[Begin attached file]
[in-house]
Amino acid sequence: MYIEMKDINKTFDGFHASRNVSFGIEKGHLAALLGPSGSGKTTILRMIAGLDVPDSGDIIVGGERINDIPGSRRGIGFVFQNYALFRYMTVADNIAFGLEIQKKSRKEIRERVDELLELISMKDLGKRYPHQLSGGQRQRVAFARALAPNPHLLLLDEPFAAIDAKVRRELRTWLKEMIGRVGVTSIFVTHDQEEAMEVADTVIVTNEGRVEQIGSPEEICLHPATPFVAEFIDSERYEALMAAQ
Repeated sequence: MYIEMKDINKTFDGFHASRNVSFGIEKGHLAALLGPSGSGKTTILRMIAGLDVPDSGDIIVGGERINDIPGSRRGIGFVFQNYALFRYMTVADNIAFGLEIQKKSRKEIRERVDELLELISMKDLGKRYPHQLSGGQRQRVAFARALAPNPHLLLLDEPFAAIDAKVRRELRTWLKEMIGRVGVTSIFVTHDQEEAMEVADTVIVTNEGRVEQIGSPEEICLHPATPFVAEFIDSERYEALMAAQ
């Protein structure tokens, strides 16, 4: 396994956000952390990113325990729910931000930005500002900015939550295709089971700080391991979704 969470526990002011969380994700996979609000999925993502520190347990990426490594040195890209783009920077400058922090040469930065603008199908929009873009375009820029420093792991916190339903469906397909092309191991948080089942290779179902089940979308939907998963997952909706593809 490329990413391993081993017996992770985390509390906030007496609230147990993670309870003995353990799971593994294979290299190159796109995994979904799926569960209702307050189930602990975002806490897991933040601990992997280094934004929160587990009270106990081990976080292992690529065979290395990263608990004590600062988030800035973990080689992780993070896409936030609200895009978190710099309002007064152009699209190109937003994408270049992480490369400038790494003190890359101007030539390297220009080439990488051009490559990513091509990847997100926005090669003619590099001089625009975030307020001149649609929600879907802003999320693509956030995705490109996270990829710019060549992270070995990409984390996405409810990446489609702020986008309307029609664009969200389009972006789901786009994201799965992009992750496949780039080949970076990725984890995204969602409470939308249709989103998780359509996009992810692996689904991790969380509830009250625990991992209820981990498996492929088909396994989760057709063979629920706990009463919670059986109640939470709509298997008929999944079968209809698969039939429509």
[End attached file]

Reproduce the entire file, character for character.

[in-house]
Amino acid sequence: MYIEMKDINKTFDGFHASRNVSFGIEKGHLAALLGPSGSGKTTILRMIAGLDVPDSGDIIVGGERINDIPGSRRGIGFVFQNYALFRYMTVADNIAFGLEIQKKSRKEIRERVDELLELISMKDLGKRYPHQLSGGQRQRVAFARALAPNPHLLLLDEPFAAIDAKVRRELRTWLKEMIGRVGVTSIFVTHDQEEAMEVADTVIVTNEGRVEQIGSPEEICLHPATPFVAEFIDSERYEALMAAQ
Repeated sequence: MYIEMKDINKTFDGFHASRNVSFGIEKGHLAALLGPSGSGKTTILRMIAGLDVPDSGDIIVGGERINDIPGSRRGIGFVFQNYALFRYMTVADNIAFGLEIQKKSRKEIRERVDELLELISMKDLGKRYPHQLSGGQRQRVAFARALAPNPHLLLLDEPFAAIDAKVRRELRTWLKEMIGRVGVTSIFVTHDQEEAMEVADTVIVTNEGRVEQIGSPEEICLHPATPFVAEFIDSERYEALMAAQ
């Protein structure tokens, strides 16, 4: 396994956000952390990113325990729910931000930005500002900015939550295709089971700080391991979704 969470526990002011969380994700996979609000999925993502520190347990990426490594040195890209783009920077400058922090040469930065603008199908929009873009375009820029420093792991916190339903469906397909092309191991948080089942290779179902089940979308939907998963997952909706593809 490329990413391993081993017996992770985390509390906030007496609230147990993670309870003995353990799971593994294979290299190159796109995994979904799926569960209702307050189930602990975002806490897991933040601990992997280094934004929160587990009270106990081990976080292992690529065979290395990263608990004590600062988030800035973990080689992780993070896409936030609200895009978190710099309002007064152009699209190109937003994408270049992480490369400038790494003190890359101007030539390297220009080439990488051009490559990513091509990847997100926005090669003619590099001089625009975030307020001149649609929600879907802003999320693509956030995705490109996270990829710019060549992270070995990409984390996405409810990446489609702020986008309307029609664009969200389009972006789901786009994201799965992009992750496949780039080949970076990725984890995204969602409470939308249709989103998780359509996009992810692996689904991790969380509830009250625990991992209820981990498996492929088909396994989760057709063979629920706990009463919670059986109640939470709509298997008929999944079968209809698969039939429509």